A type system in runtime’s clothing

Any sufficiently complicated C or Fortran program contains an ad hoc, informally-specified, bug-ridden, slow implementation of half of Common Lisp. – Greenspun

I am reminded of this quote when I see a common pattern in data stores, especially RDBMS. It’s a key-value pattern, along the lines of:

Columns: IDType | ID | Value

…combined with application code which branches on the IDType column. The Value (and heck, the identifier) are interpreted differently based on the type.

This is a fine pattern depending on one’s goals. But it’s important to understand the choice one is making here: we’ve created a dynamic type system. Those if’s and switch’s are type resolution, happening at runtime.

With a RDBMS, a table typically maps to a single type, say “Person”. One can completely express the shape of that entity in code, requiring no conditionals at runtime. Values flow into known slots.

Using the pattern at top, by contrast, one might create a “Documents” table. IDType might be “PDF” or “Section” or whatever; the Value may be a complex payload or a reference to another entity.

And it can work great. As a key-value store, the store is “dumb”: meaning happens in code. This can give you great performance and a lot of presentation choices at runtime.

But one gives up a large class of static (compile-time) type guarantees; one inevitably will do “type” checks at runtime, to combat newly-possible illegal states.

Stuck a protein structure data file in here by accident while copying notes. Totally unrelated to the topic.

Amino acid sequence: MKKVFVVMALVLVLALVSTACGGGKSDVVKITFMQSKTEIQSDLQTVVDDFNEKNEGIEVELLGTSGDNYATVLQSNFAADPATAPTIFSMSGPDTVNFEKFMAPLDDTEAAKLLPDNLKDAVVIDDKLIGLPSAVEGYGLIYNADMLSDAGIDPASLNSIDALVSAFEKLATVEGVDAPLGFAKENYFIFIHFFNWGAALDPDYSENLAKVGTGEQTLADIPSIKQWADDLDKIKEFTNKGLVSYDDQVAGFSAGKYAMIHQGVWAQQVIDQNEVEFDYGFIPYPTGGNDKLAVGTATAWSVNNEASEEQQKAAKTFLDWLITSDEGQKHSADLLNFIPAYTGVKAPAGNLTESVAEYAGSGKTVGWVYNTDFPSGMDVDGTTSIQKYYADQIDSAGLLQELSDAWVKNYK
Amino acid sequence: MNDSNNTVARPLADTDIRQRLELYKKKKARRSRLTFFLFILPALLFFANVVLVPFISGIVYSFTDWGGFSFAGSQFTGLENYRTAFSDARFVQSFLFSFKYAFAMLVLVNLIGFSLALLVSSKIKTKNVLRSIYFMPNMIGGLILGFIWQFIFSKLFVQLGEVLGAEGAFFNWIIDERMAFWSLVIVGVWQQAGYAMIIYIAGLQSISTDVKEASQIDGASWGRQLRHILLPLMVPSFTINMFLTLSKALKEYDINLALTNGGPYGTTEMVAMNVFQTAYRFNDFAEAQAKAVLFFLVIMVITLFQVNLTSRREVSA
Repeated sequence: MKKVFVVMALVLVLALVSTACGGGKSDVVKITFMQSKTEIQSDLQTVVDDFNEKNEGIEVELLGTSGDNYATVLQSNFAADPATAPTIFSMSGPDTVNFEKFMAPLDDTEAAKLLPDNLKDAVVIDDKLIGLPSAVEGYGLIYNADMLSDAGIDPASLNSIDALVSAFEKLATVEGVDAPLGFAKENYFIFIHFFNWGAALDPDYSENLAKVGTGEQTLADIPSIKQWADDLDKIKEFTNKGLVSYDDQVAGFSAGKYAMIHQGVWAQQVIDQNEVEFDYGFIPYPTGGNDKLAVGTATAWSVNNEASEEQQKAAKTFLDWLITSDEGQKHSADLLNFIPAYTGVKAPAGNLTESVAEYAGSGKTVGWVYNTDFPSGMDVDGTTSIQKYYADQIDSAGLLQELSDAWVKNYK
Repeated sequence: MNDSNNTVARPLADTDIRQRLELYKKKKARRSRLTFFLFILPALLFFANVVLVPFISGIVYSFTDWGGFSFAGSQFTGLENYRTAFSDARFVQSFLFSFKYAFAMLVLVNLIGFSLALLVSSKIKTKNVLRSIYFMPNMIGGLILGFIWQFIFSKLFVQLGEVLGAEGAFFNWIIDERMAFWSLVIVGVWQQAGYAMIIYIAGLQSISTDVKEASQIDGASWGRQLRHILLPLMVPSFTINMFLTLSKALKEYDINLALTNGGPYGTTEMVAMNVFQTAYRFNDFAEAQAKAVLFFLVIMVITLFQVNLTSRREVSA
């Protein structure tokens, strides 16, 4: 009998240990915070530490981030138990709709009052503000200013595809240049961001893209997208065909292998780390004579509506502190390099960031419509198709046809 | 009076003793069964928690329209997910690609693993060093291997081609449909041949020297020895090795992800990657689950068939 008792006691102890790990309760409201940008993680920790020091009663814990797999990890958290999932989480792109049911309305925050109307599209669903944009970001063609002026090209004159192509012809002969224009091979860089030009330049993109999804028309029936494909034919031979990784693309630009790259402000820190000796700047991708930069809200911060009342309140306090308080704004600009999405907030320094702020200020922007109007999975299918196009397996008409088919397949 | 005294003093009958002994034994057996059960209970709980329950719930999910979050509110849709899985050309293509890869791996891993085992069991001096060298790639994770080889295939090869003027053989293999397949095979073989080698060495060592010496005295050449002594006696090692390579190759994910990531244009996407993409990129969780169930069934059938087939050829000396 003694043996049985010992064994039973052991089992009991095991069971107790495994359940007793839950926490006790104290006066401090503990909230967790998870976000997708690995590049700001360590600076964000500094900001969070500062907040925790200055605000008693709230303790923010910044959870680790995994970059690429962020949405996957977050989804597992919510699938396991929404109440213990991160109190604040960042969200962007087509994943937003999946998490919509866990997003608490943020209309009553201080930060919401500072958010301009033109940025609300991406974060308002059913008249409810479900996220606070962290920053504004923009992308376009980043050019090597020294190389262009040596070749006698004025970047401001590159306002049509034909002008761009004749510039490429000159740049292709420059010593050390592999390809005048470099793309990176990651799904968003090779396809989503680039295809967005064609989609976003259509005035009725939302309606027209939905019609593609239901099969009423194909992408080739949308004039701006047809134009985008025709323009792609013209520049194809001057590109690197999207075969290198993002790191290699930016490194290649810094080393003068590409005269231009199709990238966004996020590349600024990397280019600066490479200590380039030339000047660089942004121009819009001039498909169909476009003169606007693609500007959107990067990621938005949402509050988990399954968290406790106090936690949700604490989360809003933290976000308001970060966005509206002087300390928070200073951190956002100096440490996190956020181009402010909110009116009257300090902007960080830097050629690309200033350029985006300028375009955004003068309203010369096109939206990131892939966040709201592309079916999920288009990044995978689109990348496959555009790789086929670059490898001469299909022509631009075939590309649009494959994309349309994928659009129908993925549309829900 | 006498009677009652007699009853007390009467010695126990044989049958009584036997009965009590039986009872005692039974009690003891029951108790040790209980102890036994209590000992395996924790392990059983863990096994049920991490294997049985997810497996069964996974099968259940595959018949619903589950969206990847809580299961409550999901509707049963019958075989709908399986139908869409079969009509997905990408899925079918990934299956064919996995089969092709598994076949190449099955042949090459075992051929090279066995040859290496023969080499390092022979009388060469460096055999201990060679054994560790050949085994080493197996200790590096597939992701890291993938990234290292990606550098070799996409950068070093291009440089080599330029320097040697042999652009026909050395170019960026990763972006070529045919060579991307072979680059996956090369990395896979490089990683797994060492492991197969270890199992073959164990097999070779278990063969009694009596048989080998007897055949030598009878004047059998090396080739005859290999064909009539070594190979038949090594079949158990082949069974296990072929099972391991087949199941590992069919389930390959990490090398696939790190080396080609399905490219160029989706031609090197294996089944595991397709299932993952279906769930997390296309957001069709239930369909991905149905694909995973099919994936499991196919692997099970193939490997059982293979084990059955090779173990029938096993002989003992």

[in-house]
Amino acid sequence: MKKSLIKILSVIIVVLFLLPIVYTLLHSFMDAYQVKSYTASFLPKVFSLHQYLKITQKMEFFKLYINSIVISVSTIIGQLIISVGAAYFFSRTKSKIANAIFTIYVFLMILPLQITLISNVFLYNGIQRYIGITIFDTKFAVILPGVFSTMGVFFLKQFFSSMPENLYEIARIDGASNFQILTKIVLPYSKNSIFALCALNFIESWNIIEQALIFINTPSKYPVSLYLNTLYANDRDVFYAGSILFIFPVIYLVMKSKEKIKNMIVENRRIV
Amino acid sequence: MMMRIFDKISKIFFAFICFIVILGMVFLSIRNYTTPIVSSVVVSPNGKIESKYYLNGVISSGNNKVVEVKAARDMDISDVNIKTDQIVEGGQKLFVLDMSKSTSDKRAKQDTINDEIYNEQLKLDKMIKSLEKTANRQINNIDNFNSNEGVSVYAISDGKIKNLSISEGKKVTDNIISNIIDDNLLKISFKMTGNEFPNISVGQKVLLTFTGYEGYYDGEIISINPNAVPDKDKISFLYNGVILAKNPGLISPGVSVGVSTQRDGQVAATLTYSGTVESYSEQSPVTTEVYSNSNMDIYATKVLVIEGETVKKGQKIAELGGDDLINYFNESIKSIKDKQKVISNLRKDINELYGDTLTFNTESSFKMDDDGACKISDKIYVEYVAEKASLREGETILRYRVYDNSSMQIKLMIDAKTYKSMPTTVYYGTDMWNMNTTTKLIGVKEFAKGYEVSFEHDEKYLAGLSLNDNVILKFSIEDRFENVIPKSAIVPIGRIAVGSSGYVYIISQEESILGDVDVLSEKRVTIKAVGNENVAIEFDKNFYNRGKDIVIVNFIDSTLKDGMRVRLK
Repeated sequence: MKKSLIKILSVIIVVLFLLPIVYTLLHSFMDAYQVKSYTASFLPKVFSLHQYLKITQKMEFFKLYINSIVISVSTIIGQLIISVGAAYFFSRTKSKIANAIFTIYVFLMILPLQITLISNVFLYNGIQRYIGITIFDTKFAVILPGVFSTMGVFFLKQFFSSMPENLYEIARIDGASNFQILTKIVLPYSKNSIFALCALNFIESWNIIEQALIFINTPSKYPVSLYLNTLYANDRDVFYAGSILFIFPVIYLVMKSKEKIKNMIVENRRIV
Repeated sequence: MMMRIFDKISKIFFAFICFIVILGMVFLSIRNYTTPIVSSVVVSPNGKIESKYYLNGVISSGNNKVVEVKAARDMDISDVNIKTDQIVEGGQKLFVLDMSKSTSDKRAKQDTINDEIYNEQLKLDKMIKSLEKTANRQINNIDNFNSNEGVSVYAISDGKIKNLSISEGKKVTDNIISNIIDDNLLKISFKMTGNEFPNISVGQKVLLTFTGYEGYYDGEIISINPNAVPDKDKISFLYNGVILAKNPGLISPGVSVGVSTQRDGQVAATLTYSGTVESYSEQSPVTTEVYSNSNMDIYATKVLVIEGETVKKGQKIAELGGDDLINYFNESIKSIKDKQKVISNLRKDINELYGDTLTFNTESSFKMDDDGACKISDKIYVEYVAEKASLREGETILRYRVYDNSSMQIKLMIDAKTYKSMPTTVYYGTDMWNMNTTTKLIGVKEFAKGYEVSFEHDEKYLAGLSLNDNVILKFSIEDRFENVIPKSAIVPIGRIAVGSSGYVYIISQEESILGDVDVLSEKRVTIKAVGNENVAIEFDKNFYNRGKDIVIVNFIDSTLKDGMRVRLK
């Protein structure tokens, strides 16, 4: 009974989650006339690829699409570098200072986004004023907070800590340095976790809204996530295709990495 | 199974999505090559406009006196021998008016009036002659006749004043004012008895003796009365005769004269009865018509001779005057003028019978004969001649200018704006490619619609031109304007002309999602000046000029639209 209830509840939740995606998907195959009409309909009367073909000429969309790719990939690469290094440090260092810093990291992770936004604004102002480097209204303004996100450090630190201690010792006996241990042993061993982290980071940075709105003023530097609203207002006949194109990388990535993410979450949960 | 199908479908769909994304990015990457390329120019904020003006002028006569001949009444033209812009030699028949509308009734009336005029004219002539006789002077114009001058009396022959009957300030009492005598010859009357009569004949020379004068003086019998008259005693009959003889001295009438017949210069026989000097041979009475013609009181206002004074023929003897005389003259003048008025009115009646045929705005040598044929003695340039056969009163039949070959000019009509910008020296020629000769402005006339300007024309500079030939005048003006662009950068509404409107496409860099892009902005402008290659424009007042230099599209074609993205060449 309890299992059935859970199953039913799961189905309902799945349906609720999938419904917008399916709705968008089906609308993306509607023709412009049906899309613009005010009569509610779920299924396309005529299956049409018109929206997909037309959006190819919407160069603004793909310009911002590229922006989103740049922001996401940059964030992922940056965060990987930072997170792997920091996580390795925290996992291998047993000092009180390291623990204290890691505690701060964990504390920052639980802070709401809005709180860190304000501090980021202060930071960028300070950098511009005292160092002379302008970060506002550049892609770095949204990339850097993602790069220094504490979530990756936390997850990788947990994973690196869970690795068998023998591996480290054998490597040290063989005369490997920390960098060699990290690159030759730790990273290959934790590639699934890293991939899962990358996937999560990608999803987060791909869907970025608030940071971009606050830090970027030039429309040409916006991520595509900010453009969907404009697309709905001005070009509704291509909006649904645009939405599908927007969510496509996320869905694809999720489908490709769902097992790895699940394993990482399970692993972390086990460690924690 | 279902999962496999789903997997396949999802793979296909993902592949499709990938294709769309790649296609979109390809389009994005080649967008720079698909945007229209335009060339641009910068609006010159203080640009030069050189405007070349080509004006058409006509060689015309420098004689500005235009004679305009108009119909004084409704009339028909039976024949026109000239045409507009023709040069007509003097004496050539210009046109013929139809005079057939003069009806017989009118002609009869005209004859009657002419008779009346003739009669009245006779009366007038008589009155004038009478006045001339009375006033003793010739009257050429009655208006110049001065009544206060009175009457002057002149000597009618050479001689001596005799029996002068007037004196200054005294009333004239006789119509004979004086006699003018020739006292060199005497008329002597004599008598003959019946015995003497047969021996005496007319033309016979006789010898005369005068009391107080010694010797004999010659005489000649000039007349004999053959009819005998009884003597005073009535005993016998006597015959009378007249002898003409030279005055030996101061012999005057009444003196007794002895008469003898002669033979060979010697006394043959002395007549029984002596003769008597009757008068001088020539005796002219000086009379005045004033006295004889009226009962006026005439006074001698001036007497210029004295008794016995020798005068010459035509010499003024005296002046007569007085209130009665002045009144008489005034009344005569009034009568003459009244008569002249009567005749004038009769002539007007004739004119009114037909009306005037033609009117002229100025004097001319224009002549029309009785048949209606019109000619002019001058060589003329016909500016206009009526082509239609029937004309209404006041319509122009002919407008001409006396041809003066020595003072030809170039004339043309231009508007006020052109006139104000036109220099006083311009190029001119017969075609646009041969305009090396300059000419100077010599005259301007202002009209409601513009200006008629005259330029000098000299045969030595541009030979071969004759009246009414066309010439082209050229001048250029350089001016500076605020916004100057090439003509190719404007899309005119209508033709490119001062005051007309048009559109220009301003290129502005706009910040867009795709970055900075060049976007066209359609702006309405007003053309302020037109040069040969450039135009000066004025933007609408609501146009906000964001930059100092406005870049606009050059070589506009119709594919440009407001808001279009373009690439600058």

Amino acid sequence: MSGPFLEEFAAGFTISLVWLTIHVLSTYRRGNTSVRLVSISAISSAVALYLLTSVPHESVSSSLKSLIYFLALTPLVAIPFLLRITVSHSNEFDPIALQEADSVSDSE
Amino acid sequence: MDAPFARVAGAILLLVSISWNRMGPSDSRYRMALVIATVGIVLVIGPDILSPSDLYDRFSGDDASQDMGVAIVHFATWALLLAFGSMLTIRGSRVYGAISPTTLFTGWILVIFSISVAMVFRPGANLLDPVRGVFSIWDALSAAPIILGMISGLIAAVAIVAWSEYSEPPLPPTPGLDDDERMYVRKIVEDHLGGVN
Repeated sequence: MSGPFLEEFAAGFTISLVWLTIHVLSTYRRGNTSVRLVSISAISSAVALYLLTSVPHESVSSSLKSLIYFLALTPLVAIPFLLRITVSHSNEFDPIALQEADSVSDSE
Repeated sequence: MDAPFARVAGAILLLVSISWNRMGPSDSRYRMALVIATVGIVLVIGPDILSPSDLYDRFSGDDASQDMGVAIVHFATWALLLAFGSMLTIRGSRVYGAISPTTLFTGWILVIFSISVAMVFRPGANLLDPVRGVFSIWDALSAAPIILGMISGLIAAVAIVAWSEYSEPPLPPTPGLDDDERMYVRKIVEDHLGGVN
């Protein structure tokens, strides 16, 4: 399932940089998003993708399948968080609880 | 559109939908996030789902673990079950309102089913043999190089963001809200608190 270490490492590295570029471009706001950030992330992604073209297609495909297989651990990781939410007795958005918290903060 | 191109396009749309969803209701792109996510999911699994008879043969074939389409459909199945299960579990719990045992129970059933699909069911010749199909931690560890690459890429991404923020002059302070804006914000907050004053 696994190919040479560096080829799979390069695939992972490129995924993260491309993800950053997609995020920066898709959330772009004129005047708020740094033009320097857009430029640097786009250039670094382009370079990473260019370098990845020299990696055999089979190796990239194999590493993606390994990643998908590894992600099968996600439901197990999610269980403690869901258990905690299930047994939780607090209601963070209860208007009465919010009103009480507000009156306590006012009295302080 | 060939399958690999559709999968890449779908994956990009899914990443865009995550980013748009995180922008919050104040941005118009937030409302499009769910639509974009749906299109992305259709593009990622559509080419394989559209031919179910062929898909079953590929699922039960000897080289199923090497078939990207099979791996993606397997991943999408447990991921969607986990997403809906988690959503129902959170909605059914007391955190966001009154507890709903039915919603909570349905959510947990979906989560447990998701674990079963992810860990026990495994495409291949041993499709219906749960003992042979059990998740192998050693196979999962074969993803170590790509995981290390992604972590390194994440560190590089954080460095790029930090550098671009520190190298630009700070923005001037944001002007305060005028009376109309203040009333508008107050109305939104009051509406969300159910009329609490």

Too often, such code looks like an ad hoc, informally-specified, slow type system.

The upshot is, it’s a trade-off between safety and flexibility, exactly as with static and dynamic type systems. If one chooses the latter, plan on accounting for legal and illegal states in application code — and be clear about guarantees the system will and won’t offer.

Hierarchy and orthogonality in C# and Go

Prompted by this question I got to thinking about methods in C# and Go. It’s another example, I realized, of Go’s (logical) insistence on orthogonality and (stylistic) insistence on flatness/lack of hierarchy.

Go does not allow methods to be defined within a struct (ersatz class) definition. Instead of this, where the method lives in the declaration:

type Foo struct {
    Count, Price int
    Total() int {     // nope
        return Count * Price
    }
}

…one writes this:

type Foo struct {
    Count, Price int
}

func (f Foo) Total() int {
    return f.Count * f.Price
}

Which is to say, the method is its own free-standing declaration.

In C#, you have a choice of doing either (eliding access modifiers):

struct Foo {
    int Count;
    int Price;
    int Total() {
        return Count * Price;
    }